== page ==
Facebook Spends $269 Million On Headquarters

According to Jack Cookson, a research analyst at BuildZoom, his company’s business specialty involves collecting all building permits from around the country, a daunting venture which sometimes reveals interesting results on companies like Facebook.

A search recently led company researchers to Facebook’s headquarters in Menlo Park, writes Cookson,  “…and we couldn’t resist investigating what has been up to.”

Here is what BuildZoom discovered:

“Facebook is going green. There were a total of 8 permits directly related to solar energy, totaling $8,105,261. The largest project was a $4.4 million project to put 1.4 MW of solar canopies in the parking area, and other projects put smaller amounts of solar on 6 different rooftops. In total, we estimate that Facebook has over 5 MW of solar panels – enough to power 1,250 typical California homes.”

Facebook headquarters in Menlo Park CA

Kudos to this social media pioneer, from all of us at GBE!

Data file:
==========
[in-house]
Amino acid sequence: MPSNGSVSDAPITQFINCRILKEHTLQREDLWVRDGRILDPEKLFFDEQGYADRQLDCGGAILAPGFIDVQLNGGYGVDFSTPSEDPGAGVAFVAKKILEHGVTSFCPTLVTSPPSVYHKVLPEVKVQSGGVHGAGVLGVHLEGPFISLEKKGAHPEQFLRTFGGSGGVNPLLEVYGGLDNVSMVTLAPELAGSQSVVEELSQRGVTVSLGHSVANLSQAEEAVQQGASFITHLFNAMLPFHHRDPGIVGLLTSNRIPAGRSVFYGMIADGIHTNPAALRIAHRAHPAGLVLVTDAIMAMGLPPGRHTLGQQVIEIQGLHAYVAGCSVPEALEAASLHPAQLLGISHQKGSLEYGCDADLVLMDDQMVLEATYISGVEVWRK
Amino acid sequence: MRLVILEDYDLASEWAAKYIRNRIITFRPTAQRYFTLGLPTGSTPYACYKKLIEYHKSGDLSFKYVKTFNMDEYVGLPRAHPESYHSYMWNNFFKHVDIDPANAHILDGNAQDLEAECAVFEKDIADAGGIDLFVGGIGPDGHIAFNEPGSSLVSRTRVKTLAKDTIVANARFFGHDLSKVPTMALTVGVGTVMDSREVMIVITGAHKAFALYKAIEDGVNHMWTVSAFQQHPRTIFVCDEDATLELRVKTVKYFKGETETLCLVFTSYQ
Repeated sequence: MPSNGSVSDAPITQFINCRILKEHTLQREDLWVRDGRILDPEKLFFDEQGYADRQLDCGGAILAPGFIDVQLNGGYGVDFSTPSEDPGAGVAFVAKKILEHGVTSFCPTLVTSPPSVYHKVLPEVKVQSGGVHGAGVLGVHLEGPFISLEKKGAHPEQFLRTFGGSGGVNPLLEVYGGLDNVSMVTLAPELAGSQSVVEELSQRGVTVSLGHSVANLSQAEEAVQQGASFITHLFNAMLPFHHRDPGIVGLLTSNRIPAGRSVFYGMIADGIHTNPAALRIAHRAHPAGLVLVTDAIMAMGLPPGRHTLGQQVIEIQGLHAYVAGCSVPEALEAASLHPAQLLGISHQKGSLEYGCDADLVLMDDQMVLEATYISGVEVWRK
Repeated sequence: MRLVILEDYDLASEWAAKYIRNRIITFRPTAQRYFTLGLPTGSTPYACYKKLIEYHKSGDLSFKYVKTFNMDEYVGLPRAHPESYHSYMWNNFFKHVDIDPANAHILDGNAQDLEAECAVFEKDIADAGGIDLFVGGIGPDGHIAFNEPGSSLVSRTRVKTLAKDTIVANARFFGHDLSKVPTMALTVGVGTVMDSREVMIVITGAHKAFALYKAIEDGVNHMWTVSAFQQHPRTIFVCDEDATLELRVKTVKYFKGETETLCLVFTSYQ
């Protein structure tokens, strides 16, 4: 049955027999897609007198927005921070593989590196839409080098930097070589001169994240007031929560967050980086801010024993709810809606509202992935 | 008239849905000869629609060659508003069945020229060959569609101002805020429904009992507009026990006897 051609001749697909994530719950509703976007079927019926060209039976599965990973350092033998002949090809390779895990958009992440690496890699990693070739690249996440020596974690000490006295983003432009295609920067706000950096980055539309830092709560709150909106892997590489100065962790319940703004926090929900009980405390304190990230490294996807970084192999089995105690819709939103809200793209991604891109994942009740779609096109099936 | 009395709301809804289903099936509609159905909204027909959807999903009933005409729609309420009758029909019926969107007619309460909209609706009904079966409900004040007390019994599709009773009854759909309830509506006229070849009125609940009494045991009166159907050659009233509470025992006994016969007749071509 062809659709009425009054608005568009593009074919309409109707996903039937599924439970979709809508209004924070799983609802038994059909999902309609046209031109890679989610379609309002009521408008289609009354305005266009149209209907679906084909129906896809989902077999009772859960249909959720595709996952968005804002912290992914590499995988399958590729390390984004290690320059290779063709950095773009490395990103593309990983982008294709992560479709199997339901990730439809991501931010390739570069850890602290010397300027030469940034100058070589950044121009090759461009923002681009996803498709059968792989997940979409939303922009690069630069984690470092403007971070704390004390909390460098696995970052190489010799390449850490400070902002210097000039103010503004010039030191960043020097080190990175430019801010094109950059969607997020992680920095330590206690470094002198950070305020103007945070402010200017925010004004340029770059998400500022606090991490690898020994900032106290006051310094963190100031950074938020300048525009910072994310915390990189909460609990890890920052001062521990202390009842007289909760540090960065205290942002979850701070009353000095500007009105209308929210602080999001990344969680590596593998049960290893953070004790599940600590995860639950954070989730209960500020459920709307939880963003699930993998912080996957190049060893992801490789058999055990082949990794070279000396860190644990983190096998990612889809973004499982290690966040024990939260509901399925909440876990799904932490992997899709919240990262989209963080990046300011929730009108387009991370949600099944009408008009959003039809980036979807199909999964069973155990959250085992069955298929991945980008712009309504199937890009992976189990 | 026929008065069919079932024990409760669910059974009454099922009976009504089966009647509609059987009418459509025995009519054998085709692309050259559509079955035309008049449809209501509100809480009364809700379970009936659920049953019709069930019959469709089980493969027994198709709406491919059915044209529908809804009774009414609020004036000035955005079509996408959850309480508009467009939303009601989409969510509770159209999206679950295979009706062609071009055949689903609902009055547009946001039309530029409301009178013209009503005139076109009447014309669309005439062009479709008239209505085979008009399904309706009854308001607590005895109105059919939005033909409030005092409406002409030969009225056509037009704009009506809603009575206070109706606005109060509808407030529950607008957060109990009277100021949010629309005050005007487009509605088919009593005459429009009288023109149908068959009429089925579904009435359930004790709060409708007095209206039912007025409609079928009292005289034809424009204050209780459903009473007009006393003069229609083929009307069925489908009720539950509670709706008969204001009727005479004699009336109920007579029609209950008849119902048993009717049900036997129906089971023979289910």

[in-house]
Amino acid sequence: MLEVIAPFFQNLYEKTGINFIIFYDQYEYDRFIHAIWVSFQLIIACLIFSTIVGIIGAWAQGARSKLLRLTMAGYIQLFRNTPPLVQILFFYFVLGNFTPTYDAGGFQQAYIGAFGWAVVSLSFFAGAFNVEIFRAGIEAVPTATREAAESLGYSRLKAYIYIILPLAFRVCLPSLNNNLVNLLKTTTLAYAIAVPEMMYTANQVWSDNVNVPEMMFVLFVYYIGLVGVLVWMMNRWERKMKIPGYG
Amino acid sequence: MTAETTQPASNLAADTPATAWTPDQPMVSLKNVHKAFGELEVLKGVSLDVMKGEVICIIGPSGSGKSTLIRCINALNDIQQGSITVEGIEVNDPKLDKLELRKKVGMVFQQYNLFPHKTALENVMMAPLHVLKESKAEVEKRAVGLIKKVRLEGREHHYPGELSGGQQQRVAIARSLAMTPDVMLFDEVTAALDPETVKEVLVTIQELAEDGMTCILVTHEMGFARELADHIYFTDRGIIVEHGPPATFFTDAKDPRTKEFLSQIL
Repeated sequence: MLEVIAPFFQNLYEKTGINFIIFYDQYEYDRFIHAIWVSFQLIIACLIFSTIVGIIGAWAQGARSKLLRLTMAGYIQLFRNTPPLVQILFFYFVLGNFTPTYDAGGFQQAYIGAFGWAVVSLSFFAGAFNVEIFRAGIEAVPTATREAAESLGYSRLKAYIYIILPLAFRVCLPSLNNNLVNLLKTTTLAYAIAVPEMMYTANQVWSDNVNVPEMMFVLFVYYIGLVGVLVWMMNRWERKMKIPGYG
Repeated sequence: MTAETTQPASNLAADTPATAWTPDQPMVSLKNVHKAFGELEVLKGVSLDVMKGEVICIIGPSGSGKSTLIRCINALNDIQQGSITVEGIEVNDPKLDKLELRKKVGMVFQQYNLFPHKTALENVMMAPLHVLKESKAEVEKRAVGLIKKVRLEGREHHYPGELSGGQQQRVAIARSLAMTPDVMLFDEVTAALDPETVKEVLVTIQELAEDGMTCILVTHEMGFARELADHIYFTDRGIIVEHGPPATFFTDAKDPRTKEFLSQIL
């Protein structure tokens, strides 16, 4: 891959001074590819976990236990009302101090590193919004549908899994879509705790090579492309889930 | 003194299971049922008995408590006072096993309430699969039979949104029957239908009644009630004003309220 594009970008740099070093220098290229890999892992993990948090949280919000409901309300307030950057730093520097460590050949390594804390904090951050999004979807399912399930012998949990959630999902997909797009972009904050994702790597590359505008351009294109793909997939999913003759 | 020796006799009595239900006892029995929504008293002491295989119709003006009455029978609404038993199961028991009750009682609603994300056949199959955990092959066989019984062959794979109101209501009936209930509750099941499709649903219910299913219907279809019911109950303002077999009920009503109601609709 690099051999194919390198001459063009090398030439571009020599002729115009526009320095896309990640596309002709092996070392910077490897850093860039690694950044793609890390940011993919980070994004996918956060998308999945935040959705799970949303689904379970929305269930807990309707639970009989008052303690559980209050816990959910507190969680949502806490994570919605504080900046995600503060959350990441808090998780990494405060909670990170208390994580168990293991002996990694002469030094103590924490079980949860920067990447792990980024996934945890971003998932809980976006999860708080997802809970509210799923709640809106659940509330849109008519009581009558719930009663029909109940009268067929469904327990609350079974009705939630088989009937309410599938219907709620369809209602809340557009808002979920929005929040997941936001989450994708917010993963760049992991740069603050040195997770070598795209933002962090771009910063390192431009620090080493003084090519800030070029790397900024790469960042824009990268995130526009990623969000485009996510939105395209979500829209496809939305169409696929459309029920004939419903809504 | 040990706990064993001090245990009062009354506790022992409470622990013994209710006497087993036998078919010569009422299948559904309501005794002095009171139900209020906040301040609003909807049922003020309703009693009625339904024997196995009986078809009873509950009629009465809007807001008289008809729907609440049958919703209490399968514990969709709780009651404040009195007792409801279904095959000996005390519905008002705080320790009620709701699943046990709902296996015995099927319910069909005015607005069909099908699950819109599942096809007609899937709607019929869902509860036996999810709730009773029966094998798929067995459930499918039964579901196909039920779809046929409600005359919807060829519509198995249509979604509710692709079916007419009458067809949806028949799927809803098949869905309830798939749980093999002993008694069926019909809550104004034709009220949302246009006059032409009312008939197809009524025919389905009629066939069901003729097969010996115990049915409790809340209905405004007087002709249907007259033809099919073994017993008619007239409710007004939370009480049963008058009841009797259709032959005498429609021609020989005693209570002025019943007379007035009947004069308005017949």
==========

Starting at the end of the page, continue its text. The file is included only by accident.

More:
Facebook siteBuildZoom reports as follows: “It was about a year ago that Facebook moved into its new headquarters. Although the company is known for leaving its offices unfinished to represent the work that has yet to be done, it looks like construction is slowing down.”

As you might guess, the folks at BuildZoom love new buildings, especially those designed by Frank Gehry. Last month, our quest to collect all the building permits around the country finally led us to Menlo Park and we couldn’t resist looking into what Facebook has been up to.

While it pales in comparison to the $5 billion estimated for Apple’s new campus, the $269 million permit estimated price tag is nothing to balk at. The primary permit alone for 1 Facebook Way, designed by Gehry to fit all employees in the same room, was $177 million.

In fact, this is the most expensive permit filed in the history of Menlo Park. (Number two was the $65+ million spent on the Rosewood Hotel at 2825 Sand Hill Road).

Thanks to BuildZoom for providing this background info. Having available a solid database of building information is sometimes exactly what the doctor ordered.

Images via BuildZoom